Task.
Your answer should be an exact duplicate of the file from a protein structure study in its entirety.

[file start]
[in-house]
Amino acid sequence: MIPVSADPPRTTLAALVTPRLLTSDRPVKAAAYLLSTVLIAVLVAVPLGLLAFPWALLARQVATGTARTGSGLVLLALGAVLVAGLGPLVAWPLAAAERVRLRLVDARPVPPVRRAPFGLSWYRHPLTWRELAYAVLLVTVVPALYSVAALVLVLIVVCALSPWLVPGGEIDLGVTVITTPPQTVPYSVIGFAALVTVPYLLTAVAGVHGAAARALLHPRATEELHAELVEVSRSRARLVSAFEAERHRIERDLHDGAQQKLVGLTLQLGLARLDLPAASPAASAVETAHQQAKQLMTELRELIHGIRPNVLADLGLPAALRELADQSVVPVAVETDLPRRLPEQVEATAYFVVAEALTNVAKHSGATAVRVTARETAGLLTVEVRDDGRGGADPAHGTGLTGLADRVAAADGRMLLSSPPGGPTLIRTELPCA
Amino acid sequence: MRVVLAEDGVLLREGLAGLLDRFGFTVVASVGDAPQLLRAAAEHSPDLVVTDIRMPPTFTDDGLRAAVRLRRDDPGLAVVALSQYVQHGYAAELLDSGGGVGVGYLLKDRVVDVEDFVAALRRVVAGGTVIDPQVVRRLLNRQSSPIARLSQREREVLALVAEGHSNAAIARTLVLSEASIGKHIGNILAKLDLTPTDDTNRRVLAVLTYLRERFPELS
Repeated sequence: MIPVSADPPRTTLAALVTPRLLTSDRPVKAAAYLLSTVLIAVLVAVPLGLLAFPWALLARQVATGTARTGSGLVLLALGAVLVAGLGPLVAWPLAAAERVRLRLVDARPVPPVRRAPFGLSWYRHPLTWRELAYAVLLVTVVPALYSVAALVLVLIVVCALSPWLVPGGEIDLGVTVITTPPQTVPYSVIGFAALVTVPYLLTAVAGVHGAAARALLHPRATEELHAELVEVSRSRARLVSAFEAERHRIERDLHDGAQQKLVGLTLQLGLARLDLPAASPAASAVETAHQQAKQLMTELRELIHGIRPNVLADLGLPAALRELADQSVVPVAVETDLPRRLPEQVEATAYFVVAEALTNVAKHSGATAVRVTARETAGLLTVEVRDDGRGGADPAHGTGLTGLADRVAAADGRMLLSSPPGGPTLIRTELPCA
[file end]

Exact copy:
[in-house]
Amino acid sequence: MIPVSADPPRTTLAALVTPRLLTSDRPVKAAAYLLSTVLIAVLVAVPLGLLAFPWALLARQVATGTARTGSGLVLLALGAVLVAGLGPLVAWPLAAAERVRLRLVDARPVPPVRRAPFGLSWYRHPLTWRELAYAVLLVTVVPALYSVAALVLVLIVVCALSPWLVPGGEIDLGVTVITTPPQTVPYSVIGFAALVTVPYLLTAVAGVHGAAARALLHPRATEELHAELVEVSRSRARLVSAFEAERHRIERDLHDGAQQKLVGLTLQLGLARLDLPAASPAASAVETAHQQAKQLMTELRELIHGIRPNVLADLGLPAALRELADQSVVPVAVETDLPRRLPEQVEATAYFVVAEALTNVAKHSGATAVRVTARETAGLLTVEVRDDGRGGADPAHGTGLTGLADRVAAADGRMLLSSPPGGPTLIRTELPCA
Amino acid sequence: MRVVLAEDGVLLREGLAGLLDRFGFTVVASVGDAPQLLRAAAEHSPDLVVTDIRMPPTFTDDGLRAAVRLRRDDPGLAVVALSQYVQHGYAAELLDSGGGVGVGYLLKDRVVDVEDFVAALRRVVAGGTVIDPQVVRRLLNRQSSPIARLSQREREVLALVAEGHSNAAIARTLVLSEASIGKHIGNILAKLDLTPTDDTNRRVLAVLTYLRERFPELS
Repeated sequence: MIPVSADPPRTTLAALVTPRLLTSDRPVKAAAYLLSTVLIAVLVAVPLGLLAFPWALLARQVATGTARTGSGLVLLALGAVLVAGLGPLVAWPLAAAERVRLRLVDARPVPPVRRAPFGLSWYRHPLTWRELAYAVLLVTVVPALYSVAALVLVLIVVCALSPWLVPGGEIDLGVTVITTPPQTVPYSVIGFAALVTVPYLLTAVAGVHGAAARALLHPRATEELHAELVEVSRSRARLVSAFEAERHRIERDLHDGAQQKLVGLTLQLGLARLDLPAASPAASAVETAHQQAKQLMTELRELIHGIRPNVLADLGLPAALRELADQSVVPVAVETDLPRRLPEQVEATAYFVVAEALTNVAKHSGATAVRVTARETAGLLTVEVRDDGRGGADPAHGTGLTGLADRVAAADGRMLLSSPPGGPTLIRTELPCA